Merry Christmas, I know the season has passed already, but given the recent massive data thefts that have occurred at various retailers, and the misery this has caused both their customers and them, I thought, why not try to cheer everybody up a bit.
Besides, I needed a nice segue from what is, arguably, one of the most important stories to pop-up recently, to some questions every retailer must ask and answer about transactional security and how much money they are spending on marketing and then blowing on poor security.
Are You PCI-DSS Compliant?
But wait, you say, didn’t I title this blog PCI-DSS something or other?
As a consumer, and we are all ultimately, consumers, I never even heard of PCI-DSS until about six months ago, when I ran a SAP Greenfield implementation at a major retailer in Europe.
So what does PCI-DSS stand for and why might you, a consumer, want to know about it? It stands for Payment Card Industry Data Security Standard and if you have a credit card issued in Europe, you most likely have a chip in your card, whereas, if you have one issued here in the U.S., it probably does not, though there are a few issuers who use them.
I asked one of my Senior SAP FICO consultant buddies why this is and he explained the following to me:
Are you aware of Liability Shift?
"(Chip and PIN's) main attraction to banks is the 'liability shift,' which is precluded in the U.S. by Regulation E,"
"This shift means that disputed transactions will be blamed on the customer if a PIN was used and the merchant otherwise took every prescribed security precaution. Thus, in theory, the bank would never again be liable.
In practice, it has not worked. You can't have a secure system if one party guards it and another party pays the cost of failure.“
This "liability shift" has been a "good incentive'" for merchants to adopt chip and PIN.
Such a shift isn't possible in the U.S. because of rules set up under the Electronic Fund Transfer Act of 1978.
This is probably good news for U.S. consumers, since the standard was fully adopted, it's been next to impossible for British consumers to recover money stolen in fraud.”
That last little tidbit, is, to me, of critical importance, having been a victim of Credit Card fraud in the past in the U.S. and ultimately having been made whole by my card issuer.
The marketing opportunity here is for a retailer to make it perfectly clear to a consumer that in addition to taking all possible technical security measures possible to secure their payment processing system, they will ALWAYS make their customers whole in the event of a data breach.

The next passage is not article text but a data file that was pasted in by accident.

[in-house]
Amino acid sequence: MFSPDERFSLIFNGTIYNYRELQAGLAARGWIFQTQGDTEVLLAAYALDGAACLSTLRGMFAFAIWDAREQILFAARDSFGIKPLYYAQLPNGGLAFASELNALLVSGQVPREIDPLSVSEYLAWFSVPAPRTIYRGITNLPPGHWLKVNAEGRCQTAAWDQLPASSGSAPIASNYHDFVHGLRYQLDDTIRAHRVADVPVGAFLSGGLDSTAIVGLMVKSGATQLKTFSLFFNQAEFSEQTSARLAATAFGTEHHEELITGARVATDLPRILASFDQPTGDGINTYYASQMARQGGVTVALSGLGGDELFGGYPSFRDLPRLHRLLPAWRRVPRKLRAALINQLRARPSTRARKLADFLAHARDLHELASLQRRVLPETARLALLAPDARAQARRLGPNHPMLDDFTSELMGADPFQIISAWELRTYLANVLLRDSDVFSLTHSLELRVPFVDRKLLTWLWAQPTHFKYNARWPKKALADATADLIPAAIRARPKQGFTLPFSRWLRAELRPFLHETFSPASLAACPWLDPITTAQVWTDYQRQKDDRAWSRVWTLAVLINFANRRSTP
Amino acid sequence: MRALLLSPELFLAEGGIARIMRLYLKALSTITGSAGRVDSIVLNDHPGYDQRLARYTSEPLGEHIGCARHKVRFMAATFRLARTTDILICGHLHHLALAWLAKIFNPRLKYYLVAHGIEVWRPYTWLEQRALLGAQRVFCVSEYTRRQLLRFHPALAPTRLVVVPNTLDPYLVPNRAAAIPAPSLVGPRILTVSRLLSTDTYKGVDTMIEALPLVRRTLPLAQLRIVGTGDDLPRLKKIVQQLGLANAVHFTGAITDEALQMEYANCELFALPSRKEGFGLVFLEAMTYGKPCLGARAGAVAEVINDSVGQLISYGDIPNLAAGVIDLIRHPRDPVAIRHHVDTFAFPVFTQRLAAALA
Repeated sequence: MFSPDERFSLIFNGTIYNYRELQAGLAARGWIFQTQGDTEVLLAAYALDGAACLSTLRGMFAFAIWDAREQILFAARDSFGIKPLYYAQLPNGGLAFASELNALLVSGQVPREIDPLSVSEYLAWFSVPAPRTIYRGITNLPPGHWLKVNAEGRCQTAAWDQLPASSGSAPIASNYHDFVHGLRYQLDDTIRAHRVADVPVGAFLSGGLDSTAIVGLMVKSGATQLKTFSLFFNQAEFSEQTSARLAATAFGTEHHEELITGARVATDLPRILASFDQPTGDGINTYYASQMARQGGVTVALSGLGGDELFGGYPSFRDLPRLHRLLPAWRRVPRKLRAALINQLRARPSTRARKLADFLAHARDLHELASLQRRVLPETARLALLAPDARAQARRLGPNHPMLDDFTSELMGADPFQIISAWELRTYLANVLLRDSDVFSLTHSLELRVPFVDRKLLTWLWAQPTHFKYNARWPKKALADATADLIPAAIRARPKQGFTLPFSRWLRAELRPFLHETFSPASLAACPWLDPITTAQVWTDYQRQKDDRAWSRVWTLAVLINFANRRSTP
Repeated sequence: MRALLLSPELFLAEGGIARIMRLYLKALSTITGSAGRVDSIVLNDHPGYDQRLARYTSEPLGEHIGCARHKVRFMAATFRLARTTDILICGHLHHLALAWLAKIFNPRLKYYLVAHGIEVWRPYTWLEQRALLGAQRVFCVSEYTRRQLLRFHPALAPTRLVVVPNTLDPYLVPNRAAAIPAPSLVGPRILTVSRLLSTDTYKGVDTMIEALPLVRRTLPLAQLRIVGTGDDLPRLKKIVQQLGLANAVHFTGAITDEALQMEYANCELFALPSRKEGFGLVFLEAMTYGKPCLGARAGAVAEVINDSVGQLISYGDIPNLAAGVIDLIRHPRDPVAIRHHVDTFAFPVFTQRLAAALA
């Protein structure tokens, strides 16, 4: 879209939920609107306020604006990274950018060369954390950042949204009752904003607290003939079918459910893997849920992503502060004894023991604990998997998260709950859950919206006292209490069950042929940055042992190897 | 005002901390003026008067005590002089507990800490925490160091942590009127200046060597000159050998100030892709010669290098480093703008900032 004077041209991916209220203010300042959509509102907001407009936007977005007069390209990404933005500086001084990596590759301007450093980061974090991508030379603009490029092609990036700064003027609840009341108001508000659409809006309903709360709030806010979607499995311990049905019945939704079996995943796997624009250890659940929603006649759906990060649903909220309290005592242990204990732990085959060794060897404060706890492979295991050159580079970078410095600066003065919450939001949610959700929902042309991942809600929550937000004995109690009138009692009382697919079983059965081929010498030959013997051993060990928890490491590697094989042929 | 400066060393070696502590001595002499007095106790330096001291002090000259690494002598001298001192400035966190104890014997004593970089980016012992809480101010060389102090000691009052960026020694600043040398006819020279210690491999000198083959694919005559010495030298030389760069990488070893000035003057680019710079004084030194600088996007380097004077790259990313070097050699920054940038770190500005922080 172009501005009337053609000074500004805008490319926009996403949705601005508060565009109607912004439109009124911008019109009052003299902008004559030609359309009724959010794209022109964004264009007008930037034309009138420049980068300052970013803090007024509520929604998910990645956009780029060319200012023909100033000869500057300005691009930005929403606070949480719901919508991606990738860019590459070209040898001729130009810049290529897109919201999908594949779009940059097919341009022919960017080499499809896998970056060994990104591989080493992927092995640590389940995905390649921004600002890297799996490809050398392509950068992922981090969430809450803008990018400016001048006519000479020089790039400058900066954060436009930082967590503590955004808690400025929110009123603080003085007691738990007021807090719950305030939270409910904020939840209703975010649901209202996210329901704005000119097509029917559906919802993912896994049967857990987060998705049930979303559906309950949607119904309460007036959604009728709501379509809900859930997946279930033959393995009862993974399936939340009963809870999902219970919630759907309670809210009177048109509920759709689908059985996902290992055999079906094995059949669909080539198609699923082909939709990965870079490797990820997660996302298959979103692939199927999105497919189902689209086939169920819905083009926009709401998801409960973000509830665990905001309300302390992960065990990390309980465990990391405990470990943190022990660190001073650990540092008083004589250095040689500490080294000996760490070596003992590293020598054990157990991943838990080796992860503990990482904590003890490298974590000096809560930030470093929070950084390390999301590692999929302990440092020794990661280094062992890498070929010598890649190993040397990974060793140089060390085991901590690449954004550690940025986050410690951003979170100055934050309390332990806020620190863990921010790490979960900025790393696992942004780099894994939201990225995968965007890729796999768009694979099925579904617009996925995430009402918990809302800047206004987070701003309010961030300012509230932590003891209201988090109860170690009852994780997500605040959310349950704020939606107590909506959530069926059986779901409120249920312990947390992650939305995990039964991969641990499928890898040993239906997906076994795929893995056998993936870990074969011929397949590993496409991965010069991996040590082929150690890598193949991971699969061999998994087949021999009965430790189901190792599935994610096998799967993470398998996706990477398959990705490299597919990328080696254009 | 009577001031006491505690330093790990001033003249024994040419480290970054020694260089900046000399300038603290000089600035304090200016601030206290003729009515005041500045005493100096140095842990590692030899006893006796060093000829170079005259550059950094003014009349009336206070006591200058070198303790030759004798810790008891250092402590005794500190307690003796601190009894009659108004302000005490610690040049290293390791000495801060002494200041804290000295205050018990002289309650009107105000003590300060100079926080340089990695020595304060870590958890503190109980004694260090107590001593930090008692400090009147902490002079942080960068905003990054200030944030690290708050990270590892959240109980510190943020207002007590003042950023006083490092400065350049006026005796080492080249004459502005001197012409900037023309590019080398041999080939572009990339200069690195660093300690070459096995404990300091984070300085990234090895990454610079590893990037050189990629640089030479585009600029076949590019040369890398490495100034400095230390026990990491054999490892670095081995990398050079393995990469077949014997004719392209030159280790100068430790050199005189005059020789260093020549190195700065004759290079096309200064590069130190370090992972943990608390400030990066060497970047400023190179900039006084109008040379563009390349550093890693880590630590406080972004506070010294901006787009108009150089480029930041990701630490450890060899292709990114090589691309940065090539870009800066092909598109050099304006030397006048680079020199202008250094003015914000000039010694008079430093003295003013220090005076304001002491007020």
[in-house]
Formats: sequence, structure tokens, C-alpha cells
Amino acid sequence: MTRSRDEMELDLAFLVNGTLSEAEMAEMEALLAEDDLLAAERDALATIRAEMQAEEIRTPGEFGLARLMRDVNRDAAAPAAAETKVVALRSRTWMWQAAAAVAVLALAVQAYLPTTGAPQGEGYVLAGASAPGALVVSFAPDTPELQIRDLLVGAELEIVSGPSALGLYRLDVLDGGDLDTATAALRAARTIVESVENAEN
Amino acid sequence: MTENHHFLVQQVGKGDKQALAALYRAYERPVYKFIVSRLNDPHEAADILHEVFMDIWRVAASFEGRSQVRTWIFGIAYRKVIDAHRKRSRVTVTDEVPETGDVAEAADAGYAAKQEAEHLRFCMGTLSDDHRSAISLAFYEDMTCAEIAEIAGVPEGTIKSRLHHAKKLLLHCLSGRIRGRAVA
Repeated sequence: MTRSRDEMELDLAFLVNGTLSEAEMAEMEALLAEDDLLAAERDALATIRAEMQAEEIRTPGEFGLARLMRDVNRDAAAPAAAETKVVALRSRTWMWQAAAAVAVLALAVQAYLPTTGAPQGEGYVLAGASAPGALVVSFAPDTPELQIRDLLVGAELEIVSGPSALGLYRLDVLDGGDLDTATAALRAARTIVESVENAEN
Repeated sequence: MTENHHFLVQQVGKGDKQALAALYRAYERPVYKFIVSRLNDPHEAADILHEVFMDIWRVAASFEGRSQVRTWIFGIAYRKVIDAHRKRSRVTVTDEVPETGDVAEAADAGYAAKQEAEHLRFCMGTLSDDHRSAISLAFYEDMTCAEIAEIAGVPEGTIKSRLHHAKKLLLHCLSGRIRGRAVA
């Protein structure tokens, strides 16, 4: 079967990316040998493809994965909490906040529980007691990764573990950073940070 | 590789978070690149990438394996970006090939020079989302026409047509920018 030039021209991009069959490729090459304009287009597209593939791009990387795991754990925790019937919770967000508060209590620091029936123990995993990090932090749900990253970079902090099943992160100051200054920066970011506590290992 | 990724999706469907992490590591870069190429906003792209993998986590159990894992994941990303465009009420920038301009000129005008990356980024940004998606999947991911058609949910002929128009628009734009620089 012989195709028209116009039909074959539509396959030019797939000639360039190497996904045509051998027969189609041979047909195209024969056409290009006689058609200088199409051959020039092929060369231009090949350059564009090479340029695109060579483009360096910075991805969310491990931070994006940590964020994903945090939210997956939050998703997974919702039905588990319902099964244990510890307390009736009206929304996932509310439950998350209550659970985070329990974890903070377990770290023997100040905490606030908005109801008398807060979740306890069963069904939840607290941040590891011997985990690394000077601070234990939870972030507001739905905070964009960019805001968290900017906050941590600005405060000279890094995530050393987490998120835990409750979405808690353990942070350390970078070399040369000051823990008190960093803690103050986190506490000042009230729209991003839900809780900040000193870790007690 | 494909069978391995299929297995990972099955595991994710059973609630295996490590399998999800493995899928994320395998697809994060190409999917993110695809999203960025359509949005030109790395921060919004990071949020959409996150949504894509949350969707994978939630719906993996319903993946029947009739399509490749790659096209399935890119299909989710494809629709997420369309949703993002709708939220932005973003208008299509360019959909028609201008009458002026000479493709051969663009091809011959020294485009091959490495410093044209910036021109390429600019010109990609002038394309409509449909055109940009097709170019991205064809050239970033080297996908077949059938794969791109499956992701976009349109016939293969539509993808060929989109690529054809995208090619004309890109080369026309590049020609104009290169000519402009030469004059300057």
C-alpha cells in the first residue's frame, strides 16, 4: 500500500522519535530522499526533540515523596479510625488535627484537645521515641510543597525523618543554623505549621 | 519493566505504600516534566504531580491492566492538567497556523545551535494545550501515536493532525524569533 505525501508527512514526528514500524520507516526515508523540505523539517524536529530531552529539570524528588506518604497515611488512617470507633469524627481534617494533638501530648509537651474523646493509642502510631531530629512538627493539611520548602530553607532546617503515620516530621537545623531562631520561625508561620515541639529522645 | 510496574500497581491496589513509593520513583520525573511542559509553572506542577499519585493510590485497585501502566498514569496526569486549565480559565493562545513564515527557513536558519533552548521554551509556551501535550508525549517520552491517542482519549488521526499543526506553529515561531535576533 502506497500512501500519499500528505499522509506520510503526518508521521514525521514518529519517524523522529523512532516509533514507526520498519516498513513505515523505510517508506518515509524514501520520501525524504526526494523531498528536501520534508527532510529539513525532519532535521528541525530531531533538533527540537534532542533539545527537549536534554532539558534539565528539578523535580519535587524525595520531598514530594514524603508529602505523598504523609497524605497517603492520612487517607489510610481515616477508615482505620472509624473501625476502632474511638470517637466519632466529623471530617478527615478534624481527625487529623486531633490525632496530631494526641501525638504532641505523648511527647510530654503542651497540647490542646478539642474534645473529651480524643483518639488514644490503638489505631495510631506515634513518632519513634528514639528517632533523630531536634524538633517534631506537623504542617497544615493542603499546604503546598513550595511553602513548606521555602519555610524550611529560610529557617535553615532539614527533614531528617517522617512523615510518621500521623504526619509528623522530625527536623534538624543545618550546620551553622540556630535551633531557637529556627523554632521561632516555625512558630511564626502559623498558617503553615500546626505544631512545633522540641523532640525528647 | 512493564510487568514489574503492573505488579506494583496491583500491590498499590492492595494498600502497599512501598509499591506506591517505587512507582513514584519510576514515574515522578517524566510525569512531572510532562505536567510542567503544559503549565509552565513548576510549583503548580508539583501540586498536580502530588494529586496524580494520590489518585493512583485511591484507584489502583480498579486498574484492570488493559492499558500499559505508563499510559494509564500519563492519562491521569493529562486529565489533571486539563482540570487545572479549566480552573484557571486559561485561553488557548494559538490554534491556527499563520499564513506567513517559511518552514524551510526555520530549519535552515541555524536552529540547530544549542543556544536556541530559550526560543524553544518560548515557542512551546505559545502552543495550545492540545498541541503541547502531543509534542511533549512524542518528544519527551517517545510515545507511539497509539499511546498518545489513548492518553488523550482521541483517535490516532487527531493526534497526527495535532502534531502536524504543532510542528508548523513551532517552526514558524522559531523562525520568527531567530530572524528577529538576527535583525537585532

As an Inbound Marketer, I could see several possible pieces of content one might want to generate and reuse constantly to assure consumers that their credit card/debit cards are safe to use in the stores:
- Define what security standards are required to be met by the store, and prove, and reprove that the retailer meets these standards.
- Though not all that exciting, communicate to the consumer each time you pass a security audit of your PCI-DSS.
- Go well beyond European standards for the protection of personal data, and make sure every consumer is aware of exactly what data is being stored by the retailer, and allow them the opportunity to correct or delete it at any time, at no cost.
- As almost every retailer, indeed, anybody that sells anything, is moving toward a loyalty management system, and by extension, is collecting massive amounts of personal data, then the previous statement becomes even more critical to accomplish.
In the name of transparency, and this is not easy, show where the consumer’s data is actually used in your system, and this goes well beyond the marketing function.
It touches logistics and finance in a wide variety of areas you might not initially think about.
- Provide complete transparency to consumers on every party that will touch the credit card transaction, including the bank and payment gateway provider.
- When a retailer uses more than one payment gateway provider or bank, if there is a savings, (that is why they have more than one), then provide some of those savings to the consumer.
Use this to inform the consumer, i.e., one more opportunity to communicate.
Though highly unlikely, should consumers lose confidence in the security of their credit cards, they will revert to cash only transactions.
Most people believe this is cheaper than a credit card transaction to the vendor, but, as most any large retailer will tell you, that may not be the case, at all.
For instance, if your store is doing 1 million a day in transactions, and 10% of those transactions are in cash, you are handling $100,000.00 of cash, which has to be counted, audited, secured and transported.
Each of those steps has a cost, and they all take far longer to accomplish than an electronic transaction.
Now imagine, tomorrow, that ratio is reversed, and you are doing $900,000.00 in cash transactions and $100,000.00 in credit card transactions.
Your logistics cost just went up, your risk of armed robbery during transport just went up (and your cost of security went up, no doubt), and your ability to squeeze the payment gateway provider commission rate just went way down.
You also now have consumers who are lot less likely to make purchases as they don’t have access to cash so easily.
In short, these massive data thefts are threat to the economy at the systemic level and may drive your marketing cost way up.
That is why you need to not get PCI-DSS and EMV compliant, you need to have a marketing approach that leverages your efforts to secure those transactions at the lowest possible cost. You can start by learning more about Inbound Marketing and how it can help you boost customer satisfaction, especially by providing content that reassures consumers that their Credit Card transaction conducted with your establishment are secure and does not result in any liability being shifted to them.